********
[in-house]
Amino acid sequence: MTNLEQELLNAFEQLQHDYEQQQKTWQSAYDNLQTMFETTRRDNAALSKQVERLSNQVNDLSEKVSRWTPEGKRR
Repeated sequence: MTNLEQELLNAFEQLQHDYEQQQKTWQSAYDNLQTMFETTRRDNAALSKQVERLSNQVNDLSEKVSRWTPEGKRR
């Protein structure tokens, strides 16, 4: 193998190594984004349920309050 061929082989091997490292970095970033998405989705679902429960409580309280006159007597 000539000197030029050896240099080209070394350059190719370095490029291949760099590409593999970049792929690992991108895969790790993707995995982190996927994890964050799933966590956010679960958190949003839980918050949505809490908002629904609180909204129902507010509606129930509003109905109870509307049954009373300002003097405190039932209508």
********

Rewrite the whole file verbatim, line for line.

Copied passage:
[in-house]
Amino acid sequence: MTNLEQELLNAFEQLQHDYEQQQKTWQSAYDNLQTMFETTRRDNAALSKQVERLSNQVNDLSEKVSRWTPEGKRR
Repeated sequence: MTNLEQELLNAFEQLQHDYEQQQKTWQSAYDNLQTMFETTRRDNAALSKQVERLSNQVNDLSEKVSRWTPEGKRR
């Protein structure tokens, strides 16, 4: 193998190594984004349920309050 061929082989091997490292970095970033998405989705679902429960409580309280006159007597 000539000197030029050896240099080209070394350059190719370095490029291949760099590409593999970049792929690992991108895969790790993707995995982190996927994890964050799933966590956010679960958190949003839980918050949505809490908002629904609180909204129902507010509606129930509003109905109870509307049954009373300002003097405190039932209508």